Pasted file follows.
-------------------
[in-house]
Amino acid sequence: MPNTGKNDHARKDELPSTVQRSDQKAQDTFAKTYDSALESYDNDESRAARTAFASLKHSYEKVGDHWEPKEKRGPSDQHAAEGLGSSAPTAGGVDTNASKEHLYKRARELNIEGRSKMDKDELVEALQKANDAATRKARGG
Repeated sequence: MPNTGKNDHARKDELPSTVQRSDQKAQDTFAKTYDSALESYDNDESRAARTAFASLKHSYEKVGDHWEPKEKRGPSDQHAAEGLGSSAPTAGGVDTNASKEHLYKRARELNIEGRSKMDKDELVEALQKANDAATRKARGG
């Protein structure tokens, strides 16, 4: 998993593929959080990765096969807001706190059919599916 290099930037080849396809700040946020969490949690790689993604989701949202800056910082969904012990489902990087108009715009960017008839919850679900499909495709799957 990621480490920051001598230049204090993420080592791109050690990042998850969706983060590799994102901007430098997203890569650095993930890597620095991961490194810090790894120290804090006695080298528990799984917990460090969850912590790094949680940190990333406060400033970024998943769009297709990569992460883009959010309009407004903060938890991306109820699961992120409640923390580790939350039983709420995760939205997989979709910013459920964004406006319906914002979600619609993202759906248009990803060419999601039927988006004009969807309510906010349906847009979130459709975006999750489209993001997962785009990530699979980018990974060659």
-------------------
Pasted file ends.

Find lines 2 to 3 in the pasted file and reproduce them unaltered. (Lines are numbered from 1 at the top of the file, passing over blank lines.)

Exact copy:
Amino acid sequence: MPNTGKNDHARKDELPSTVQRSDQKAQDTFAKTYDSALESYDNDESRAARTAFASLKHSYEKVGDHWEPKEKRGPSDQHAAEGLGSSAPTAGGVDTNASKEHLYKRARELNIEGRSKMDKDELVEALQKANDAATRKARGG
Repeated sequence: MPNTGKNDHARKDELPSTVQRSDQKAQDTFAKTYDSALESYDNDESRAARTAFASLKHSYEKVGDHWEPKEKRGPSDQHAAEGLGSSAPTAGGVDTNASKEHLYKRARELNIEGRSKMDKDELVEALQKANDAATRKARGG